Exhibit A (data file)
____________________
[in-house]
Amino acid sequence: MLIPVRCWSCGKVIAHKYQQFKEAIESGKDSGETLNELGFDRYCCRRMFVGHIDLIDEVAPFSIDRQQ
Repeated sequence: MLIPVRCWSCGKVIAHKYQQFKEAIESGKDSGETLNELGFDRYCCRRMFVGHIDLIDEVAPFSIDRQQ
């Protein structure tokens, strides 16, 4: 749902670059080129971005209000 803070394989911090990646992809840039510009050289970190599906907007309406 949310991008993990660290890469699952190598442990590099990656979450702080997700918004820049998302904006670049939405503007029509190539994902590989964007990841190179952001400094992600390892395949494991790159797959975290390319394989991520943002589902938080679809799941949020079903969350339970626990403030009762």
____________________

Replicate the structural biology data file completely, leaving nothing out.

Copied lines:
[in-house]
Amino acid sequence: MLIPVRCWSCGKVIAHKYQQFKEAIESGKDSGETLNELGFDRYCCRRMFVGHIDLIDEVAPFSIDRQQ
Repeated sequence: MLIPVRCWSCGKVIAHKYQQFKEAIESGKDSGETLNELGFDRYCCRRMFVGHIDLIDEVAPFSIDRQQ
């Protein structure tokens, strides 16, 4: 749902670059080129971005209000 803070394989911090990646992809840039510009050289970190599906907007309406 949310991008993990660290890469699952190598442990590099990656979450702080997700918004820049998302904006670049939405503007029509190539994902590989964007990841190179952001400094992600390892395949494991790159797959975290390319394989991520943002589902938080679809799941949020079903969350339970626990403030009762």